think she helps to make her hippish, for she is always fancying her in danger. Made two or three calls: drove in the Park: saw Belmont, who looked as if he expected to see me, and who asked if I was to be at the Duchess of Winterton's to-night. I promised to go —he seemed delighted. What would Lady Allendale say, if she saw the pleasure which the assurance of my going gave him? 1 long to let her see my triumph. Dined tete-a-tete—my lord very sulky—abused my friend Lady Winstanley, purposely to pique me, —he wished me not to go out; said it was shameful, and mamma so ill; just as if my staying at home would make her any better. Found a letter from Madame, the governess, saying that the children want frocks and stockings:—they are always wanting:—I do really believe they wear out their things purposely to plague me. Dressed for the Duchess of Winterton's: wore my new Parisian robe of blonde lace, trimmed, in the most divine way, with lilies of the valley. Flounce said I looked myself, and 1 believe there was some truth in it; for the little discussion with my Caro had given an animation and lustre to my eyes. I gave Flounce my puce-coloured satin pelisse as a peace-offering for the morning scold.—The party literally full almost to suffocation. Belmont was hovering near the door of the anti-room, as if waiting my approach: he said I never looked so resplendent :.—Lady Allendale appeared ready to die with envy—very few handsome women in the room—and still fewer well dressed. Looked in at Lady Calderwood's and Mrs Burnet's. Belmont followed me to each. Came home at half past three o'clock, tired to death, and had my lovely dress torn past all chance of repair, by coming in contact with the button of one of the footmen in Mrs B.'s hall. This is very provoking, for I dare say Madame Tornure will charge abominably high for it.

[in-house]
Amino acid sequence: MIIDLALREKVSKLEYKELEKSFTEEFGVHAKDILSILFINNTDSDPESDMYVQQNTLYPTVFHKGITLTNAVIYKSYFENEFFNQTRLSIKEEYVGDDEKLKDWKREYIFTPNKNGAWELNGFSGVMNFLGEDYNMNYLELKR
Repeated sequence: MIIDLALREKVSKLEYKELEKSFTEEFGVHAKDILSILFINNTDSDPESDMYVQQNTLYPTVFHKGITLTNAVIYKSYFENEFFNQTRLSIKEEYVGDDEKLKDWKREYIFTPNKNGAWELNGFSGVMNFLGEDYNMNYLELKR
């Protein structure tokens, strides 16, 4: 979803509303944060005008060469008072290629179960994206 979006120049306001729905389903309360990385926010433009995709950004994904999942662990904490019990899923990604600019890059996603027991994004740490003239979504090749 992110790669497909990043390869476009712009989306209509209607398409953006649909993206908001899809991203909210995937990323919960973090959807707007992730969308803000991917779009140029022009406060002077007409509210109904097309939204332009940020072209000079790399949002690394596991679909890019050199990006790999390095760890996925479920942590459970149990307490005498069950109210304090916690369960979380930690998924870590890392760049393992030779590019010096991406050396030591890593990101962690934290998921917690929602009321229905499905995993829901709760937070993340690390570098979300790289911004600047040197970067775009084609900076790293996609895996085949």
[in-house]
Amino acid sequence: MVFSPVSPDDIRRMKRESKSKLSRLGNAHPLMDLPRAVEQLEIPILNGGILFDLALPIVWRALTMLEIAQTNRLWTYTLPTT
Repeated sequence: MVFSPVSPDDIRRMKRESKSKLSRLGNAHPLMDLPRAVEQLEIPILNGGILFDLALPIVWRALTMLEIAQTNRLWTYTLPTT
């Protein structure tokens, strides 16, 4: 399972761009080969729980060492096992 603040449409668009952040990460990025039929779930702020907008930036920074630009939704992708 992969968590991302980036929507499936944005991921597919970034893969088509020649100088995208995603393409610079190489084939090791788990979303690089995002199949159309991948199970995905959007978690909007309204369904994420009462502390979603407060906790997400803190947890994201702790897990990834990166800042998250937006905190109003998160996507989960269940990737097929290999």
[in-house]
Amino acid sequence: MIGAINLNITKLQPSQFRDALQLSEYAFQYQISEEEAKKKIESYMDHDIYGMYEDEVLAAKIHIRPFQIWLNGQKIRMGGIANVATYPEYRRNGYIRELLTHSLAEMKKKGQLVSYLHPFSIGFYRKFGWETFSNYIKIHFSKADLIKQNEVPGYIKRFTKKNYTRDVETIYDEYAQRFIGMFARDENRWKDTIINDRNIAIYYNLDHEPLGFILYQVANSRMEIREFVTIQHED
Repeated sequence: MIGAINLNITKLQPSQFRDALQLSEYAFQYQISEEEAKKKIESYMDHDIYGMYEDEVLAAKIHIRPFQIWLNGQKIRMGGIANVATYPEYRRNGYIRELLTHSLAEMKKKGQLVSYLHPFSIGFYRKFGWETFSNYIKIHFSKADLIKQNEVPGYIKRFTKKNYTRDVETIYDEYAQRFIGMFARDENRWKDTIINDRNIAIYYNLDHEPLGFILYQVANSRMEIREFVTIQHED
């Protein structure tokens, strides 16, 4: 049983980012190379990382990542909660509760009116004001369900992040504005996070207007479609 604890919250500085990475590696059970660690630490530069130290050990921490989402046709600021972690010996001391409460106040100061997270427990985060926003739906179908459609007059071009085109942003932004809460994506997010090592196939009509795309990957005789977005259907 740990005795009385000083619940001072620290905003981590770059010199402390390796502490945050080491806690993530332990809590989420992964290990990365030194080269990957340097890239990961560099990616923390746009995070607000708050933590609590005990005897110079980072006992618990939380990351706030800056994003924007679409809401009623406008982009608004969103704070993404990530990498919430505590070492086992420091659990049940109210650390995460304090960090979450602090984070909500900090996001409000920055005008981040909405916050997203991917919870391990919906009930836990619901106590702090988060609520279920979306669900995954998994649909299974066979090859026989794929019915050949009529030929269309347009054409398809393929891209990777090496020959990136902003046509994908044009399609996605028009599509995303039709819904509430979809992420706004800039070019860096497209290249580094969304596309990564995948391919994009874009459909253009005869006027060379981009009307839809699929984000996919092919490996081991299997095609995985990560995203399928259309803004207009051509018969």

Tuesday.—Awoke in good spirits, having had delightful dreams: —sent to know how mamma felt, and heard she had a bad night:— must call there, if I can:—wrote Madame a lecture, for letting the children wear out their clothes so fast: Flounce says they wear out twice as many things as Lady Woodland's children. Read a few pages of Amelia Mansfield: very affecting: put it by for fear of making my eyes red. Lady Mortimer came to see me, and told me a great deal of scandal chit-chat: she is very amusing.'—I did not get out until past five: too late then to go and see mamma. Drove in the Park, and saw Lady Litchfield walking: got out and joined her: the people stared a good deal. Belmont left his horse and came to us: he admired my walking-dress very much.—Dined alone, and so escaped a lecture:—had not nerves sufficient to see .the children,.—they make such a noise, and spoil one's clothes. Went to the Opera: wore my tissue turban, which has a good effect. Belmont came to my box, and sat every other visitor out. My lord came in, and looked, as usual, sulky. Wantedme to go away without waiting for the dear delightful squeeze of the round room. My lord scolded the whole way home, and said I should have been by the sick bed of my mother instead of being at the Opera. I hummed a tune, which I find is the best mode of silencing him, and he muttered something about my being unfeeling and incorrigible.